Culture moves forward then, according to decisions that aren’t expressed by the individuals that comprise that culture, but by the entire collection working as a single entity. It’s quite liberating to think like that. These battles for ideas are meaningless because they’ll eventually be lost in the maelstrom. Cultural identity (and the decisions that culture makes) works above us, almost as if independent from us. These silly squabbles of left vs the right don’t amount to much at all when seen from the perspective of millennia. These things will happen or not happen. We will really have very little say in the matter.

2 thoughts on “Complexity vs Right & Wrong”

  1. Afternoon David. So are you suggesting that ‘progress’ for our species is inevitable? History may suggest so but looking at the past 50 years in ‘the west’ I’m personally not so sure.

    1. Such a good question and I don’t know. All we can do is look at the evidence and say “perhaps”. That book I’ve spent the last year mentioning by Pinker on violence was fascinating because the narrative of human culture seems to point like one enormous arrow to where we are now. Like there’s something about our DNA that ensured we would need to become civilised, with less violence, even as the world got more crowded.

      So, I think if there’s progress, it’s both within our capacity to shape that (I don’t think it’s entirely sensible to sit back and let the crazies take over) but also beyond our capacity to control it (which is slightly reassuring, in a way). The Three-Body Problem trilogy suggest that we will progress but it will be progress that people now might find appalling (I think it suggests a complete abandonment of biological sex, for example, in favour of many genders). I tend to think we will too but that’s really because of the Pinker argument. I’m generally an optimist but enough of a cynic to know that we’ve got to watch the fringes.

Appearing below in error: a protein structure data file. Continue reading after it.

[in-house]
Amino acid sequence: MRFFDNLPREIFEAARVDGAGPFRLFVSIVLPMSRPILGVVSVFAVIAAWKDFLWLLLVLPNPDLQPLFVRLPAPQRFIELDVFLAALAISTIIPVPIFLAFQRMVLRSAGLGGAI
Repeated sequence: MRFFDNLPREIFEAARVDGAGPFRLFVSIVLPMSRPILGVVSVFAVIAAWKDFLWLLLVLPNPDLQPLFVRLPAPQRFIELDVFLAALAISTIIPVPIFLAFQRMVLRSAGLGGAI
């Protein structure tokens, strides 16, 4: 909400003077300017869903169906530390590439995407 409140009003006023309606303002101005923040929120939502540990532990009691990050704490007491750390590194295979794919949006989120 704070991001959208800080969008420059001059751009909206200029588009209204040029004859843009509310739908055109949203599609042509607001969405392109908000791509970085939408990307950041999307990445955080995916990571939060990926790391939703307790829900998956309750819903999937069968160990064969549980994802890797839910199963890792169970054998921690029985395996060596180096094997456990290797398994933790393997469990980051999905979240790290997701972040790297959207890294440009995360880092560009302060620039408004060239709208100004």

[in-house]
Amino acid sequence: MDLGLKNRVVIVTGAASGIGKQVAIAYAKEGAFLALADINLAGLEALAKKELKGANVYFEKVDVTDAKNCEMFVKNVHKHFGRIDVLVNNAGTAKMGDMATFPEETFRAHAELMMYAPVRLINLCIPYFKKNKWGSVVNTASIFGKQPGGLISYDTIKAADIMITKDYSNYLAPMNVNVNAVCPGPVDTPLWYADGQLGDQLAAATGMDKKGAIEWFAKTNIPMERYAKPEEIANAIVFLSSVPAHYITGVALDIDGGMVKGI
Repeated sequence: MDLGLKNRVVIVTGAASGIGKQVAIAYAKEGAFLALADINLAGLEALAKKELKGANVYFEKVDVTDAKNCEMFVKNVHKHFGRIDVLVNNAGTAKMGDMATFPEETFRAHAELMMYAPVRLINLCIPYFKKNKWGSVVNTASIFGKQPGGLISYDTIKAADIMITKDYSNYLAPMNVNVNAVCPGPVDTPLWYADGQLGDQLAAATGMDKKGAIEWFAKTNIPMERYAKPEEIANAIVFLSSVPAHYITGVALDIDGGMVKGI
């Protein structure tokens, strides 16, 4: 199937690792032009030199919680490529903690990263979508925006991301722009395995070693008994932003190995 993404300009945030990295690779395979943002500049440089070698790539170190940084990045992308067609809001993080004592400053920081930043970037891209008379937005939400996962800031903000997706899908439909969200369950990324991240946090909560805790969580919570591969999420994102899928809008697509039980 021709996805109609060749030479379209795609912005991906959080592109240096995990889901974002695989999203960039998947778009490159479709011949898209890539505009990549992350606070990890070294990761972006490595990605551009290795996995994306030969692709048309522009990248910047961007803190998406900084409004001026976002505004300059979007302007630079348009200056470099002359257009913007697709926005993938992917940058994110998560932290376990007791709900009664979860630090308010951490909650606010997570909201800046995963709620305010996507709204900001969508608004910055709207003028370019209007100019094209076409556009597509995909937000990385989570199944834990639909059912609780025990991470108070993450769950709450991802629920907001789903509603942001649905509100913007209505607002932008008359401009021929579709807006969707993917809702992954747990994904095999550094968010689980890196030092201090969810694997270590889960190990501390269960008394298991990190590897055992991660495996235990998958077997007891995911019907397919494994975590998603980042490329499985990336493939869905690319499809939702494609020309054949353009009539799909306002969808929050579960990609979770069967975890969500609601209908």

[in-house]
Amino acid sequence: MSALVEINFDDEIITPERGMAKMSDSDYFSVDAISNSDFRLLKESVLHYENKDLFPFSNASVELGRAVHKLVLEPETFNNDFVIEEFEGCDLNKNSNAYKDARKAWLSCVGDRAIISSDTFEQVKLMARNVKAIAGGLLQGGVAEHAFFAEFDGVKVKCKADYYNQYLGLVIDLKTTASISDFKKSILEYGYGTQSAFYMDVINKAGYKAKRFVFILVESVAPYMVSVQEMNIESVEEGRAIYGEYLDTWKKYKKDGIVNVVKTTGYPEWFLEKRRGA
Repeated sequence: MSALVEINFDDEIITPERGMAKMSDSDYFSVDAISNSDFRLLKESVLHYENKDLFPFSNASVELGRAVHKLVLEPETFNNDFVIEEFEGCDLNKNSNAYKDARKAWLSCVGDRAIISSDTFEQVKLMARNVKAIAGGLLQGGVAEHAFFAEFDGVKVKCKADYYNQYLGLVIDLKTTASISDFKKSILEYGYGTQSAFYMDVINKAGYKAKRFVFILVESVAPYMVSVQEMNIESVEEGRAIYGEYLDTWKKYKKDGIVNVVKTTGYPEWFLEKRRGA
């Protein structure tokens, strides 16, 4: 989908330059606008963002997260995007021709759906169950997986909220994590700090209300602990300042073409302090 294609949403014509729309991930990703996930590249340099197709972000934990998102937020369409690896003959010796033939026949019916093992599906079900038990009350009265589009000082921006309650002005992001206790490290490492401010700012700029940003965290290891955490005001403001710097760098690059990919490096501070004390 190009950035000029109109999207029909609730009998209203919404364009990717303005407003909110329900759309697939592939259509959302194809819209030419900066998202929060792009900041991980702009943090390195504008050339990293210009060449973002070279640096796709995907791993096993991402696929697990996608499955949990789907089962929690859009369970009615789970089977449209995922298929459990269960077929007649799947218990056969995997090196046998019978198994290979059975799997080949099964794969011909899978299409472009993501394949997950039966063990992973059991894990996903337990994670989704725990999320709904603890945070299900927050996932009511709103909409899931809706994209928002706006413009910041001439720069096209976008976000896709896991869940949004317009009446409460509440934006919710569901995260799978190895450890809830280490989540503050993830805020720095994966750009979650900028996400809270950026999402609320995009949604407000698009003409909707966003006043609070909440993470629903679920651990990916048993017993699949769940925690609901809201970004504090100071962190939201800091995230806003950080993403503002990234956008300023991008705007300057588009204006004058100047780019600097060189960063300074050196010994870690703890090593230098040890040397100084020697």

I hope/believe this pandemic can make us stronger (it could push us towards a new enlightenment, value science over populism) but we have to watch out for Trump’s lot, using it to push back with bigotry and yet more religion. This constant push/pull is what we see at every point of our history and this is no different. I believe the push of science is so much more powerful than the pull of convenient myths and enshrined ignorance.

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It’s a cool domain name and it was available. Yes, I know. Available. Crazy, isn’t it?

Really?

Yes. It also helps that it’s also my favourite satire written by Alexander Pope, one of the most metrically pure English poets who also knew his way around a crude insult or two. If you’ve not read it, you should give it a try.

So this is satire, right?

Can’t deny it. There will be some. But it’s also an experiment in writing and drawing, giving work away for free in order to see how many people are willing to support a writer doing his thing. It’s the weird stuff that I wouldn’t get published elsewhere in this word of diminishing demands and cookie-cutter tastes.